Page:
Will We Ever Run Out Of Water?

The rising threat of global warming has led to tensions about many natural processes on Earth going awry, processes that we once took for granted. One of these is the availability of freshwater on our planet. We’ve already seen increased droughts and rivers drying up as a result of changing climates.

What’s next? Will we eventually run out of water?

The answer isn’t quite that simple. The Earth is made mostly of water, so it would take a radical and unprecedented event for ALL of that water to dry up. However, much of this is saltwater, which is unfit for drinking. As far as freshwater, our planet has processes to keep this water cycling around. However, some supplies may be depleting, as we may be using too much too fast.

James Webster, a volcanologist and curator of the Department of Earth & Planetary Sciences at the American Museum of Natural History, explains:

“Earth contains huge quantities of water… Over millions of years, much of this water is recycled between the inner Earth, the oceans and rivers, and the atmosphere. This cycling process means that freshwater is constantly made available to Earth’s surface where we all live.”

Webster continues:

“While our planet as a whole may never run out of water, it’s important to remember that clean freshwater is not always available where and when humans need it. In fact, half of the world’s freshwater can be found in only six countries. More than a billion people live without enough safe, clean water.”

On this issue of freshwater availability, Professor Iain Stewart, a geologist and broadcaster for the BBC, adds:

“Nearly two million people die from a lack of safe drinking water every year. And in just 15 years time, half the world’s population could be living in areas of high water stress — places where there isn’t enough water to go round.”

Some of our sources of freshwater are more at risk than others. One of these is our underground aquifers, which provide us with 35 percent of our water. According to data collected by NASA’s GRACE satellite system in 2015, 21 of the 37 largest aquifers in the world have had more water taken from them than was replaced during the 10-year study period.

These aquifers are replenished by nature through rain and melting snow. However, it can take thousands of years for them to refill completely.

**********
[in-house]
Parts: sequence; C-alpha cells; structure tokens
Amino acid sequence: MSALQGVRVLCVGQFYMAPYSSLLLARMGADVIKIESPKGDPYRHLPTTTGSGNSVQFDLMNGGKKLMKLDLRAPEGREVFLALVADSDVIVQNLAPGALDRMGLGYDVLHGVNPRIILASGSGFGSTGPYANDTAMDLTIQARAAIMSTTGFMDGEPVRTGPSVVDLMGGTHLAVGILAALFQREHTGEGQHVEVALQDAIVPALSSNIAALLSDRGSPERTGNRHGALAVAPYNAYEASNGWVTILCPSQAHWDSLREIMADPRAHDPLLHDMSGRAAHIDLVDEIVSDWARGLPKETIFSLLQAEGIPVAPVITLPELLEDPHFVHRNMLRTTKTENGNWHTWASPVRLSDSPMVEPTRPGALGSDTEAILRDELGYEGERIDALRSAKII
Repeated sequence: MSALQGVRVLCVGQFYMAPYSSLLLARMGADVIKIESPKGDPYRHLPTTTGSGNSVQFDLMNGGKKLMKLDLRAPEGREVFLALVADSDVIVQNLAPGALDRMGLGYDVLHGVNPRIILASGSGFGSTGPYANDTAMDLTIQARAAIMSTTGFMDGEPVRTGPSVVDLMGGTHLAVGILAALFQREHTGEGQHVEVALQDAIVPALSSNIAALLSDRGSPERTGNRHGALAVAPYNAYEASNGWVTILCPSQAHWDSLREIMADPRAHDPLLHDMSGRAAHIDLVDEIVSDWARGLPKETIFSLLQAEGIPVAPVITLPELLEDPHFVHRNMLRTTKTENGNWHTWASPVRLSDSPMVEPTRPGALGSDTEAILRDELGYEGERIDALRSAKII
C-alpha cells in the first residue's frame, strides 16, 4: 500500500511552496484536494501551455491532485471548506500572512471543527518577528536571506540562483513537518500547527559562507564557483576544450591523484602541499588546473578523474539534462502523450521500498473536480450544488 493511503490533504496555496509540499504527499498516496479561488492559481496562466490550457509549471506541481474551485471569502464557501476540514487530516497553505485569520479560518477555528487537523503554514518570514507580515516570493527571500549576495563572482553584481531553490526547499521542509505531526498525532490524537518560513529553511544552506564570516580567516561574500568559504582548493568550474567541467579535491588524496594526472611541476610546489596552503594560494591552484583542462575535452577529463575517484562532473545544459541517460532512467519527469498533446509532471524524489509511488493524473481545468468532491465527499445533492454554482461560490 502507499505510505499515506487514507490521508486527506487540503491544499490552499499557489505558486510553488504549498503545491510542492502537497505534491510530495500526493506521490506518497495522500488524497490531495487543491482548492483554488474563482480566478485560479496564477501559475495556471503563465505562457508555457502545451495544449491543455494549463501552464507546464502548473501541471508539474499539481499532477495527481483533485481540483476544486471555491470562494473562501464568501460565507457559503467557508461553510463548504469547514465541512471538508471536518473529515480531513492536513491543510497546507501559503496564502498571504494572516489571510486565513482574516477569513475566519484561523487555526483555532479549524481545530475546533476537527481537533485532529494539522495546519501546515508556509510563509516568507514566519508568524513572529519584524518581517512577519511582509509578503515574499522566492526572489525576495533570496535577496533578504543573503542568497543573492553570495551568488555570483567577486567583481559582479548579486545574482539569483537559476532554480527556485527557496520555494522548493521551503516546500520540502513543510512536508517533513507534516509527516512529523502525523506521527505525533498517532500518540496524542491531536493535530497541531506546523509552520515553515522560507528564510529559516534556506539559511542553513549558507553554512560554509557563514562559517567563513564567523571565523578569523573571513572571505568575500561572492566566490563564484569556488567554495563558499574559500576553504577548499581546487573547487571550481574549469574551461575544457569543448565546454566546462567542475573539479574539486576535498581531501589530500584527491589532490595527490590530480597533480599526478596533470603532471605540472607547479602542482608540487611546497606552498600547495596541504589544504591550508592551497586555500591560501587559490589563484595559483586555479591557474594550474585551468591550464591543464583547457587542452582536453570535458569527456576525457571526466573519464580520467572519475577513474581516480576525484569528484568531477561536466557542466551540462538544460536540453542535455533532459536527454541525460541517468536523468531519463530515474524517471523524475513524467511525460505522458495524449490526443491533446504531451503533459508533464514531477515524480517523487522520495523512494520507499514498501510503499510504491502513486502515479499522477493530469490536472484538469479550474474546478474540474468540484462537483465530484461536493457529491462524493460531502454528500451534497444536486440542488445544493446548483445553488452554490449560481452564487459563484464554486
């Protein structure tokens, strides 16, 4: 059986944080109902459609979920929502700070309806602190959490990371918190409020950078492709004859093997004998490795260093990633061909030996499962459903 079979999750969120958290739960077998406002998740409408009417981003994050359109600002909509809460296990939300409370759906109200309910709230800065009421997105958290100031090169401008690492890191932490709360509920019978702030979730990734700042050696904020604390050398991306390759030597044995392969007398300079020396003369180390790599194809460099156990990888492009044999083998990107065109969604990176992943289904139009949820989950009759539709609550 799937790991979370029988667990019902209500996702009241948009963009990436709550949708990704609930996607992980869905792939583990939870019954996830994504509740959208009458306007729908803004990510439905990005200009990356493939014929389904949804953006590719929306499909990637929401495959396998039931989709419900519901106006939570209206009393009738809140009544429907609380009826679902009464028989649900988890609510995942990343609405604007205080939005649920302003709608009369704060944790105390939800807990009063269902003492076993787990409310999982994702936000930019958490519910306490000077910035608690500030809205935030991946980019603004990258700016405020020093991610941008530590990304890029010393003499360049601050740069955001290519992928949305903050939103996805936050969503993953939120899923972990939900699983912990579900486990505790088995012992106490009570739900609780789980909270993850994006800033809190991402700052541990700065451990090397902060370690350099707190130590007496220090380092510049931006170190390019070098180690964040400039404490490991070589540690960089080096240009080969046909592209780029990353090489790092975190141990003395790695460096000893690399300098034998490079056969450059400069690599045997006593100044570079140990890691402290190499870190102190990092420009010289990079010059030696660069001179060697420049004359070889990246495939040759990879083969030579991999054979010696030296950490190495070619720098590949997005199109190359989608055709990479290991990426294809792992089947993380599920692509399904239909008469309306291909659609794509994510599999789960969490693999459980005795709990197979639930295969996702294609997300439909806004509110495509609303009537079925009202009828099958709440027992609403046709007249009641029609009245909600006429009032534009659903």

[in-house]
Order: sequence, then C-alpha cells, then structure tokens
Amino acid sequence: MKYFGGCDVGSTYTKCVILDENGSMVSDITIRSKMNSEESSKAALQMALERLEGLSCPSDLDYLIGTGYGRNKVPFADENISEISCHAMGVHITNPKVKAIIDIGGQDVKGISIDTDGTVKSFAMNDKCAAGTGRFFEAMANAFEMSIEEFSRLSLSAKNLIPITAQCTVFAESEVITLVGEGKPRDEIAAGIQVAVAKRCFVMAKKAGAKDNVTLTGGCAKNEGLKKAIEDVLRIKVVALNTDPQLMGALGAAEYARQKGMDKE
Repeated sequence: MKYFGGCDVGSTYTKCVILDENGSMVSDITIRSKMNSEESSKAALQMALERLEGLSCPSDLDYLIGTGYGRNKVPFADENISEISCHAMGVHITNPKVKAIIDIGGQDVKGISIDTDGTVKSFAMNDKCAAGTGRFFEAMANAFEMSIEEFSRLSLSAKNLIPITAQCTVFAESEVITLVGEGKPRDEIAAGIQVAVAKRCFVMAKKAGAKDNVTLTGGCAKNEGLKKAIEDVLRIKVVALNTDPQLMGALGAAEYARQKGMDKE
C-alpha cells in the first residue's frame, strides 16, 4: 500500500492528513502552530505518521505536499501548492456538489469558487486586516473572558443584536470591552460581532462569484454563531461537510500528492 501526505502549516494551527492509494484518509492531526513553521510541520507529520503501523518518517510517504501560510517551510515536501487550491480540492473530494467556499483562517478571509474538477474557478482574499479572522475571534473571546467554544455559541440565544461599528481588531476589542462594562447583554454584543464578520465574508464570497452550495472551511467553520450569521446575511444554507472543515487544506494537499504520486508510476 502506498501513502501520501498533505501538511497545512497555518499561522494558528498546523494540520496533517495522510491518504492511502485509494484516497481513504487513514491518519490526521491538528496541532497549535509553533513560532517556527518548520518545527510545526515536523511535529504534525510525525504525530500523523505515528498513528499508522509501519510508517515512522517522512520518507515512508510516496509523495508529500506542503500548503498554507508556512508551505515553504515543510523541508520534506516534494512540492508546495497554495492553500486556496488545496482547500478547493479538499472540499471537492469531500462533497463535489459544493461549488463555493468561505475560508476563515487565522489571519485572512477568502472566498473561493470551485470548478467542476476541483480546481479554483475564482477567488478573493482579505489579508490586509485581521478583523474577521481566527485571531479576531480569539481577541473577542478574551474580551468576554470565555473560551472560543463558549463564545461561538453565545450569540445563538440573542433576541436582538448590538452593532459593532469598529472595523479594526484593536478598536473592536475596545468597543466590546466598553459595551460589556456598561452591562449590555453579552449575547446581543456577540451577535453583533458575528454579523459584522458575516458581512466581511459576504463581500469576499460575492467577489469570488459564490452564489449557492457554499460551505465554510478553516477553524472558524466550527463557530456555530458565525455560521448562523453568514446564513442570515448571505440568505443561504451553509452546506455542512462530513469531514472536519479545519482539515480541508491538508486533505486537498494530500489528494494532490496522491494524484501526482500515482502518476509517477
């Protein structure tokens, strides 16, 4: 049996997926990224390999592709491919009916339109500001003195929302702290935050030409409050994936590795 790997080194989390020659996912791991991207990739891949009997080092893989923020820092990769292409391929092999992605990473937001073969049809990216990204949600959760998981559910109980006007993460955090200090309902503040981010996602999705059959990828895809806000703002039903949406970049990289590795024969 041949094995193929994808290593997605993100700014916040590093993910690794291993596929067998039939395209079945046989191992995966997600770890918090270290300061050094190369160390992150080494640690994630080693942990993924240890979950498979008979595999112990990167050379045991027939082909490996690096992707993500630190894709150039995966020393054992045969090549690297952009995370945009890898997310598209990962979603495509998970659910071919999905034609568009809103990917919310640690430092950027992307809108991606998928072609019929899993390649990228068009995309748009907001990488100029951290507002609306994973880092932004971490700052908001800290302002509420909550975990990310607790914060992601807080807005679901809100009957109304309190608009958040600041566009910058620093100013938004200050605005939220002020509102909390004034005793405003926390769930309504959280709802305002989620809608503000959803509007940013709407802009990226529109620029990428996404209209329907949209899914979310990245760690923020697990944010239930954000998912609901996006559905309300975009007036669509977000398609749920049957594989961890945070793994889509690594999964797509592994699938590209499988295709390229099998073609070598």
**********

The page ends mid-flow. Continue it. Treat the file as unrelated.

What can we do?

If we are going to conserve our precious freshwater supplies, we need to find ways to either clean water of pollution, use less of the water we have, or both. We also need to find ways to get fresh water to the people who need it most.

The agriculture and food processing industries use a great deal of water, and making these processes more water-efficient could go far. According to Dr. Upmanu Lall, professor of engineering at Columbia University:

“We could… improve water use by improving food processing, storage, and delivery as a means of reducing the 30 to 40 percent food loss that currently occurs post agricultural production. With one-third of the developing world expected to confront severe water shortages in this century, this is not a problem that we can ignore or avoid, and we’re working hard at the Columbia Water Center to find answers.”

Along with purifying polluted drinking water, we can also convert saltwater to freshwater. According to Professor Iain Stewart, one way to obtain fresh water from ocean water is through the process of desalination: literally removing the salt from saltwater. However, according to Stewart:

“Lots of pressure is needed to force the water through the membrane — and that’s energy intensive and expensive. If desalination is going to be a realistic source of fresh water, we either need lots of cheap energy, or a way to make the process more efficient.”

While we wait for these technologies to improve, there’s a lot that each one of us can do at home to conserve water. Here are just a few examples:

  • Take shorter showers.
  • Always make sure the tap isn’t running when you brush and floss your teeth.
  • Make sure each laundry load is full, to avoid doing more washes than necessary.
  • Ensure that there are no leaks in your faucets or drainpipes.
  • Don’t defrost frozen food under running water. Put it in the fridge instead. It may take longer, but it won’t waste water.
  • Install a low-flow toilet in your home.
  • Put your sprinkler system on a timer if you need to use it.

Water is one of our most precious resources. Do you have any other ideas to help conserve the water we have?

—Tanya Rakhmilevich


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